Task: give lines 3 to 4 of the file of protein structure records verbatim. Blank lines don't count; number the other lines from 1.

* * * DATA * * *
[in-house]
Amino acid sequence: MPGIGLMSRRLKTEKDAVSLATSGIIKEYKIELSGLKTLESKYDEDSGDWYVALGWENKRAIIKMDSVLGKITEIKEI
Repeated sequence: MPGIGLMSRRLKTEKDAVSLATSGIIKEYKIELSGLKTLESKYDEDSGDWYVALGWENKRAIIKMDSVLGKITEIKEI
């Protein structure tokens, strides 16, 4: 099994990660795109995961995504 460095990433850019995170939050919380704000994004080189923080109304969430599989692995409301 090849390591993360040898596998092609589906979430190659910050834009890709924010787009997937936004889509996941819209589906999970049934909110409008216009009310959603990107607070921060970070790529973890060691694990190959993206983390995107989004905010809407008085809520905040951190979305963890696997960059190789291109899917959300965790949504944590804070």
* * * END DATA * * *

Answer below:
Repeated sequence: MPGIGLMSRRLKTEKDAVSLATSGIIKEYKIELSGLKTLESKYDEDSGDWYVALGWENKRAIIKMDSVLGKITEIKEI
């Protein structure tokens, strides 16, 4: 099994990660795109995961995504 460095990433850019995170939050919380704000994004080189923080109304969430599989692995409301 090849390591993360040898596998092609589906979430190659910050834009890709924010787009997937936004889509996941819209589906999970049934909110409008216009009310959603990107607070921060970070790529973890060691694990190959993206983390995107989004905010809407008085809520905040951190979305963890696997960059190789291109899917959300965790949504944590804070």